By Roman standards the Christians were the enemies of the human race. From their point of view, the assertion of Jesus as Lord, a higher rule, higher than that of the emperor, could only end in the disintegration of civil order and the destruction of the empire. Consequently, the Gospel, with its claim to total obedience to Jesus Christ, made its first encounter with totalitarianism – an experience to be often repeated through the centuries to this present day. What Justin Martyr wrote in the middle of the second century is still true in the twenty-first." To God alone we render worship. However, in other things we gladly serve you, acknowledging you as kings and rulers of men, and praying that with your kingly power you will be found also to possess sound judgment." When the Church began to suffer from persecution because of its unwillingness to acknowledge the Emperor as lord, it received wide publicity without which its existence would have been less widely known than it was.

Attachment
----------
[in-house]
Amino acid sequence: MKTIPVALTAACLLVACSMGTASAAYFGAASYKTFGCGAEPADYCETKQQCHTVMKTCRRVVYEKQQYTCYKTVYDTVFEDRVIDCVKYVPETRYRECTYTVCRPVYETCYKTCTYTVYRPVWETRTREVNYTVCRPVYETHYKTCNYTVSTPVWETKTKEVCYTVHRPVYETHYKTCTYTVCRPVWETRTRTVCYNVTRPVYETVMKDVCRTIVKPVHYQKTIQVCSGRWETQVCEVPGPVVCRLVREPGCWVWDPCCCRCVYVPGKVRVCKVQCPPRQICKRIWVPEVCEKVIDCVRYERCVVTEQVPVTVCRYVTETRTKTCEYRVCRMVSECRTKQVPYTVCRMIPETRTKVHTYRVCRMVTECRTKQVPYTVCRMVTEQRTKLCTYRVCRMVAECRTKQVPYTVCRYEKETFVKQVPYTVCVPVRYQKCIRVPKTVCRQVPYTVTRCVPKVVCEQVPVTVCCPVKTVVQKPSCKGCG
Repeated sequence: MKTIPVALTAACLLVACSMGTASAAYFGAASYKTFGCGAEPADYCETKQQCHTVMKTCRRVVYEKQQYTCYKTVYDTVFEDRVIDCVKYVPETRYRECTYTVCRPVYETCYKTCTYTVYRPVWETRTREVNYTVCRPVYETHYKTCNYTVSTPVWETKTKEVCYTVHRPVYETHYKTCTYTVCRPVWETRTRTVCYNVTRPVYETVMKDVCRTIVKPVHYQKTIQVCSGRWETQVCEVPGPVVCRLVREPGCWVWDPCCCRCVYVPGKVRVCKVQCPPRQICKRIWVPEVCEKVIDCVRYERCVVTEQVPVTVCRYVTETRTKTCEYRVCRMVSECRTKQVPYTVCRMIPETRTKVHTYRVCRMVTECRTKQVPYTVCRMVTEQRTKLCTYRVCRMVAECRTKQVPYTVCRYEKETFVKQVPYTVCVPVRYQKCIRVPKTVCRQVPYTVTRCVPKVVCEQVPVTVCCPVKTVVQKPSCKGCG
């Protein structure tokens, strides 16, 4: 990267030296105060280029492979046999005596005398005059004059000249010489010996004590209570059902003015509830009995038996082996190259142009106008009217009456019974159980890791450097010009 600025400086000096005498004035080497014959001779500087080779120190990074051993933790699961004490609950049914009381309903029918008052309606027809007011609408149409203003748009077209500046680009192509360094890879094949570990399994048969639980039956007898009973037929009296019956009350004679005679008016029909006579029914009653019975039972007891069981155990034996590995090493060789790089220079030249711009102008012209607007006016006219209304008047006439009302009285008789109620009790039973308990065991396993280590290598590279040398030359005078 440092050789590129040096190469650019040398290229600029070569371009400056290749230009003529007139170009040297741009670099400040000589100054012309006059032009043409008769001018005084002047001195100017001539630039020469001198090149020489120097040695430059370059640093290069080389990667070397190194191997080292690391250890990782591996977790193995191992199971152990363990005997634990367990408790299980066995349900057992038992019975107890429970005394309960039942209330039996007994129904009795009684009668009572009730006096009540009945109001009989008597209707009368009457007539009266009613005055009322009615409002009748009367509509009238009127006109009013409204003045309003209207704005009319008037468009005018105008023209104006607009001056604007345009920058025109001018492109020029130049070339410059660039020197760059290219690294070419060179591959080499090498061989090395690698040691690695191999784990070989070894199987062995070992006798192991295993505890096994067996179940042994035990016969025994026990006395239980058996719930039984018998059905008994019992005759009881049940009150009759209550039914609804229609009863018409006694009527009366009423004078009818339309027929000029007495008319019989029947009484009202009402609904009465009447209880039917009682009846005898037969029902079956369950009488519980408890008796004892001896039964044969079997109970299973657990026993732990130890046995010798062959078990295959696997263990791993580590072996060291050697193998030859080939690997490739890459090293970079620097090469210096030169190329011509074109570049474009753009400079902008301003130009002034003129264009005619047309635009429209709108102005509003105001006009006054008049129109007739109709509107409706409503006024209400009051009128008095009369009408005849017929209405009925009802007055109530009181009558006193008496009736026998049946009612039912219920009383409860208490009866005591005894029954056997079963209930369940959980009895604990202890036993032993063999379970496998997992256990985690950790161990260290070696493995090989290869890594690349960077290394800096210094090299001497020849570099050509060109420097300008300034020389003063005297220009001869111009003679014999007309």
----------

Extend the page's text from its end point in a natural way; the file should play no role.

How did Christians cope with persecutions? Some lost their livelihood. Others faced the death sentence. How could they look cheerfully at death in the arena from wild beasts and gladiators, or being roasted on a grid? Simply because they were convinced that evil and pain had suffered utter defeat through what God had done on that cross of Calvary and the resulting resurrection. Even death was a defeated foe (1 Cor.15:56).
The Impact of the Gospel
The early Christians lived as they preached. They did this at great cost. Their high moral standards were documented even by non-Christian writers. Christians didn't retaliate when persecuted. They turned the other cheek. In spite of numerous persecutions, as someone noted, for virtually three centuries Christians were "not known to have attacked their pagan enemies; they shed no innocent blood, except their own." In the words of Pliny's report to Emperor Trajan, the Christians "bound themselves by a solemn oath not to do any wicked deeds, never to commit any fraud, theft or adultery, never to falsify their word, nor deny a trust they should be called upon to deliver it up."